Improving the health outcomes of persons with chronic conditions generally requires lifelong adherence with effective medications, which most patients find difficult. The patient-oriented research proposed in this K24 focuses broadly on improving both the diagnosis and treatment of medication adherence problems in persons with HIV. In addition, the mentoring plan that Dr. Wilson will implement will contribute to the training of the next generation of researchers to continue this important multidisciplinary work. While this K24 focuses on HIV, the lessons learned from this work are directly applicable to the care patients with other chronic conditions.

National Institute of Health (NIH)
National Institute of Mental Health (NIMH)
Midcareer Investigator Award in Patient-Oriented Research (K24)
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Behavioral and Social Consequences of HIV/AIDS Study Section (BSCH)
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Stirratt, Michael J
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Brown University
Public Health & Prev Medicine
Schools of Public Health
United States
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Wilson, Ira B; Lee, Yoojin; Michaud, Joanne et al. (2016) Validation of a New Three-Item Self-Report Measure for Medication Adherence. AIDS Behav 20:2700-2708
Rana, Aadia I; Liu, Tao; Gillani, Fizza S et al. (2015) Multiple gaps in care common among newly diagnosed HIV patients. AIDS Care 27:679-87
Genberg, Becky L; Lee, Yoojin; Rogers, William H et al. (2015) Four types of barriers to adherence of antiretroviral therapy are associated with decreased adherence over time. AIDS Behav 19:85-92
Laws, Michael Barton; Rose, Gary S; Beach, Mary Catherine et al. (2015) Patient-provider concordance with behavioral change goals drives measures of motivational interviewing consistency. Patient Educ Couns 98:728-33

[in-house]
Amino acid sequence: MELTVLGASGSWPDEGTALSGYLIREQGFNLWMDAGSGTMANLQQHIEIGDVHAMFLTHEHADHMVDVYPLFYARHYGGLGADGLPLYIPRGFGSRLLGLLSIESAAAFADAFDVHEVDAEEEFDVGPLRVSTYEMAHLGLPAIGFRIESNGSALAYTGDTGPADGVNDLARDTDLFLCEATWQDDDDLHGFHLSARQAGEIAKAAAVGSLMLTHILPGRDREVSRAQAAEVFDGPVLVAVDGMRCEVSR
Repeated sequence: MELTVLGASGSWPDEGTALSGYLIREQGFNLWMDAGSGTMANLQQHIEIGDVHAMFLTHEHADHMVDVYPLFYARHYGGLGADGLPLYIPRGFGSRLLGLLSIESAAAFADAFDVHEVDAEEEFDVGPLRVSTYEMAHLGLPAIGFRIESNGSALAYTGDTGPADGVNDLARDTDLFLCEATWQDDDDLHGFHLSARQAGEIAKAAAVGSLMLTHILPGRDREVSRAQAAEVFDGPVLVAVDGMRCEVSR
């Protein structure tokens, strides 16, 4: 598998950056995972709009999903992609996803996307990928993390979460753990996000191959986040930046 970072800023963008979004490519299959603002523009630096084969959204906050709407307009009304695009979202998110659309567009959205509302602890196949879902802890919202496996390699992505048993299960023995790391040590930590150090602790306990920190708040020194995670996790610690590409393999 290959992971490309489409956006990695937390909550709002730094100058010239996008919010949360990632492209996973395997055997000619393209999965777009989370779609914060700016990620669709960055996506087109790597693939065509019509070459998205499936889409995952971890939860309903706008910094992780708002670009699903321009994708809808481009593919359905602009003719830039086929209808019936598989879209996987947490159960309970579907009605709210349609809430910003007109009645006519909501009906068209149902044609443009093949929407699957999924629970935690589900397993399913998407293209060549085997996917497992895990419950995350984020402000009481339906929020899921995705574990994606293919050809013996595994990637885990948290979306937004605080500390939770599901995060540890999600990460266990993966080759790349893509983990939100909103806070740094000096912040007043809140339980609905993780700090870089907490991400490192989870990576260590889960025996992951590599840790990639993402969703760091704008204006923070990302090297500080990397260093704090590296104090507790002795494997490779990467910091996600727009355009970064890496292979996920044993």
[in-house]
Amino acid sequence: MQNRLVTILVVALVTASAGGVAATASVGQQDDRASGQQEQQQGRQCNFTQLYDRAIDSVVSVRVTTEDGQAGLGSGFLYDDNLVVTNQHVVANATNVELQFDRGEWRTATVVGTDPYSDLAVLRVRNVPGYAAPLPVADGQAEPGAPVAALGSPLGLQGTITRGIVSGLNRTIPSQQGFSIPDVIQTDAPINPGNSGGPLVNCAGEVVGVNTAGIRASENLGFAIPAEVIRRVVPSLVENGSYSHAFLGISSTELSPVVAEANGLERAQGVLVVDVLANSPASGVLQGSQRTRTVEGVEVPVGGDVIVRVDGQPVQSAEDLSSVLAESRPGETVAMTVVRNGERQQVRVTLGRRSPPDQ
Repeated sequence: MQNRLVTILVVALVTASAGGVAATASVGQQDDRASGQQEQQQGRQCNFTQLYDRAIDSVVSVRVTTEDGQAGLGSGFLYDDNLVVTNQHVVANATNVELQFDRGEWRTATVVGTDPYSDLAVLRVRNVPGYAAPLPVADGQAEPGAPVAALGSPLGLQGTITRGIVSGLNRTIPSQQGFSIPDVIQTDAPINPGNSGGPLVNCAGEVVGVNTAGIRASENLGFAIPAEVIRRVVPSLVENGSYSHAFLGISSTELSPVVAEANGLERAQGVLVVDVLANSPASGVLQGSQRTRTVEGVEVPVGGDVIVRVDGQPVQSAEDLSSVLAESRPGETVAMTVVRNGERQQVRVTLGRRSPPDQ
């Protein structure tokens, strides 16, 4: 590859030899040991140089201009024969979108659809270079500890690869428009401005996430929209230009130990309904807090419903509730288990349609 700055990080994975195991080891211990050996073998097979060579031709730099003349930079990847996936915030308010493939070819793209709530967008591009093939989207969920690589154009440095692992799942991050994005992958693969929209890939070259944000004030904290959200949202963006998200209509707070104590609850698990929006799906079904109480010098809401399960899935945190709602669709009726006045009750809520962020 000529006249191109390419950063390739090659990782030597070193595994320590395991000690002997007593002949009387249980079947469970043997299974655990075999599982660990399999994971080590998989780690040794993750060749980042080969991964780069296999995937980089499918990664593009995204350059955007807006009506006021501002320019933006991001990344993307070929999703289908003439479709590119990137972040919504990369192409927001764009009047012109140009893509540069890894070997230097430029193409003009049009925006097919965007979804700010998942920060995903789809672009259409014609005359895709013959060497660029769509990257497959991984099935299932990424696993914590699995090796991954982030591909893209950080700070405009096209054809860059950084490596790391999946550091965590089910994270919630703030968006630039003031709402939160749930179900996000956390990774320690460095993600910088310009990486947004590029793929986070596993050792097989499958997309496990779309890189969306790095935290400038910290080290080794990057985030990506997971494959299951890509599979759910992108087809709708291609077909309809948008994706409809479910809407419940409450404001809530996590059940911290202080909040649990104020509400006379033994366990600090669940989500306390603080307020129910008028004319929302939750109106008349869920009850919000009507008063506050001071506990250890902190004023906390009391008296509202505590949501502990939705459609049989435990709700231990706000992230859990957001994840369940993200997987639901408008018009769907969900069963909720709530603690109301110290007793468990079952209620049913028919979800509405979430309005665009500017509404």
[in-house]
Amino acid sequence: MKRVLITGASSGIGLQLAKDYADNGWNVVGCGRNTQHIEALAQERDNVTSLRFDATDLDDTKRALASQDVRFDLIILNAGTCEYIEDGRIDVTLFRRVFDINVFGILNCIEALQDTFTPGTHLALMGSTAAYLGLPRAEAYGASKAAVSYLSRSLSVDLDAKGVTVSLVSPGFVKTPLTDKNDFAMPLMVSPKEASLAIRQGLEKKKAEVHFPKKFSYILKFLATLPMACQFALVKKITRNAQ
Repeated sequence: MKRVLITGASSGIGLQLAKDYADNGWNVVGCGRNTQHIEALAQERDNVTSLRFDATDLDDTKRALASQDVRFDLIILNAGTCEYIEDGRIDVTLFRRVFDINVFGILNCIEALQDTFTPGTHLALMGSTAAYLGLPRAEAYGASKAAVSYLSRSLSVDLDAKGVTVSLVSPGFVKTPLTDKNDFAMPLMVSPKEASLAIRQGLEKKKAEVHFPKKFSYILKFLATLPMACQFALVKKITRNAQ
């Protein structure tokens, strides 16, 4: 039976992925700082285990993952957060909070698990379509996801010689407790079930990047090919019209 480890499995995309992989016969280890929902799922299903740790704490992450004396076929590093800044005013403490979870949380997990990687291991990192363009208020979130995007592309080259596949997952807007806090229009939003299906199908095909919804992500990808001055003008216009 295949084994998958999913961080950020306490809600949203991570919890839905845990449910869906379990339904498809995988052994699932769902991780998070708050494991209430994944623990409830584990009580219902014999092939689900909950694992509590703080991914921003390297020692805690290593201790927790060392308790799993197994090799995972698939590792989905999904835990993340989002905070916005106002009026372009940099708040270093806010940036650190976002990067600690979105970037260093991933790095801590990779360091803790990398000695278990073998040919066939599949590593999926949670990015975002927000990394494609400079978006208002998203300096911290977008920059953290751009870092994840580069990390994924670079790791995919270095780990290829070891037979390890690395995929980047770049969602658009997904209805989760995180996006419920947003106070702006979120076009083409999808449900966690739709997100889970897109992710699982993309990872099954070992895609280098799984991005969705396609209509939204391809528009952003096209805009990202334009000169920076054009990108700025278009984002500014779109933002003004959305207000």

Wilson, Ira B; Fowler Jr, Floyd J; Cosenza, Carol A et al. (2014) Cognitive and field testing of a new set of medication adherence self-report items for HIV care. AIDS Behav 18:2349-58
Wallace, Byron C; Laws, M Barton; Small, Kevin et al. (2014) Automatically annotating topics in transcripts of patient-provider interactions via machine learning. Med Decis Making 34:503-12
Laws, M Barton; Lee, Yoojin; Rogers, William H et al. (2014) Provider-patient communication about adherence to anti-retroviral regimens differs by patient race and ethnicity. AIDS Behav 18:1279-87
Remien, Robert H; Dolezal, Curtis; Wagner, Glenn J et al. (2014) The association between poor antiretroviral adherence and unsafe sex: differences by gender and sexual orientation and implications for scale-up of treatment as prevention. AIDS Behav 18:1541-7
Mayfield, Elijah; Laws, M Barton; Wilson, Ira B et al. (2014) Automating annotation of information-giving for analysis of clinical conversation. J Am Med Inform Assoc 21:e122-8
Genberg, Becky L; Lee, Yoojin; Rogers, William H et al. (2013) Stages of change for adherence to antiretroviral medications. AIDS Patient Care STDS 27:567-72